Despite the health risks and mental challenges, Evans and Thell both feel that there is a payoff to making your weight. “It kind of felt good when I was done doing it,” recalled Thell. Evans found it rewarding because “I made it down to my weight and I took third in my tournament.”

Morgan explained that this weight loss process isn’t often as difficult as it is perceived to be. “We have had so many kids that have just come out of it going ‘Its not that bad.’”

Wrestling rules have also changed over the years to make the practice of cutting weight much safer for athletes. After a series of deaths of college wrestlers in the 1990s, the NCAA banned the use of rubber suits for working out which cause athletes to sweat more and therefore lose more weight when working out.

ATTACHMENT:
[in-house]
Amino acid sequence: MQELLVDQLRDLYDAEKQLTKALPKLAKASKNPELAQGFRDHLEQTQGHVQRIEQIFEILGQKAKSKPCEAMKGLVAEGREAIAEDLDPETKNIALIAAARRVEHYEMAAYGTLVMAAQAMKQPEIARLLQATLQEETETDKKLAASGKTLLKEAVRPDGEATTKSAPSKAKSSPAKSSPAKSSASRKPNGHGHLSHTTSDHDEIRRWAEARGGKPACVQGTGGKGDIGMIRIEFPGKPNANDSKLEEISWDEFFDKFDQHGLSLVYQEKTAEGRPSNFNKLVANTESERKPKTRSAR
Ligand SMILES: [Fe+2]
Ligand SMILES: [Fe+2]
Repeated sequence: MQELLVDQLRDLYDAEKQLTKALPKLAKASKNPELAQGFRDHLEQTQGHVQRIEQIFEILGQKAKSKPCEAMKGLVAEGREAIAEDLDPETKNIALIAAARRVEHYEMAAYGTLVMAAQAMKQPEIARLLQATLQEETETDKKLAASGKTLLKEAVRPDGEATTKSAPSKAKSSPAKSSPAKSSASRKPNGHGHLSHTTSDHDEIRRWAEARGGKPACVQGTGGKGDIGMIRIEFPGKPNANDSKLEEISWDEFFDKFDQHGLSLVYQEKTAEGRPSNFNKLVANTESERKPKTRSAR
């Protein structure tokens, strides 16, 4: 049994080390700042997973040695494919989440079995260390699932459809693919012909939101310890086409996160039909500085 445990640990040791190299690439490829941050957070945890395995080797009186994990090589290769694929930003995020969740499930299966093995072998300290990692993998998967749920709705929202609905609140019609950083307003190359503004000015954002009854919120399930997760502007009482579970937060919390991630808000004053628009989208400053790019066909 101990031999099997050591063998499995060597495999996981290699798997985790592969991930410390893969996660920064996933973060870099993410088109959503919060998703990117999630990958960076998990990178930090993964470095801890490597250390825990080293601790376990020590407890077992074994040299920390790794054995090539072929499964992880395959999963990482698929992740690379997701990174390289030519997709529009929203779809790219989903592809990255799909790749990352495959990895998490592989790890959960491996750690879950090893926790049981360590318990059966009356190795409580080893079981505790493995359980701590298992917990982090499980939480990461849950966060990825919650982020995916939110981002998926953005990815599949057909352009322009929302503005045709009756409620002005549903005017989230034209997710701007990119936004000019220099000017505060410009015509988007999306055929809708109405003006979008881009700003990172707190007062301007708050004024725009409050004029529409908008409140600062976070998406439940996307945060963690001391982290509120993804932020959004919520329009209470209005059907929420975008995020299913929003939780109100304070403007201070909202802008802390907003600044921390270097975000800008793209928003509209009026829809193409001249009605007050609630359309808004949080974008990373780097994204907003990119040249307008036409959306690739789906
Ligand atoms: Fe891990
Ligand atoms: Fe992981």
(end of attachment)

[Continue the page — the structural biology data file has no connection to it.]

For high school wrestling, safety precautions are taken at the beginning of the season to ensure that every athlete remains healthy.

“At the beginning of the season we have a weight certification which is a medical form where the kids weigh in and then they’re told this is the lowest weight you can go to and still be healthy,” stated Morgan. “So the doctor has to sign off and they have to go through a whole process so a kid can’t go from 150 pounds to 100 just because you tell them to.”

A wrestler himself, Morgan remembers a time when these weight requirements weren’t taken as seriously. “In my day we had weight certification with the doctor and my coach would say ‘Well thats the weight I want him to go’ and they’d say ‘Okay’ and circle it.” Times have changed. “Now they’ve got a whole mathematical formula that goes off of your body fat and how much you can lose by that point in time so you can maintain that healthy weight.”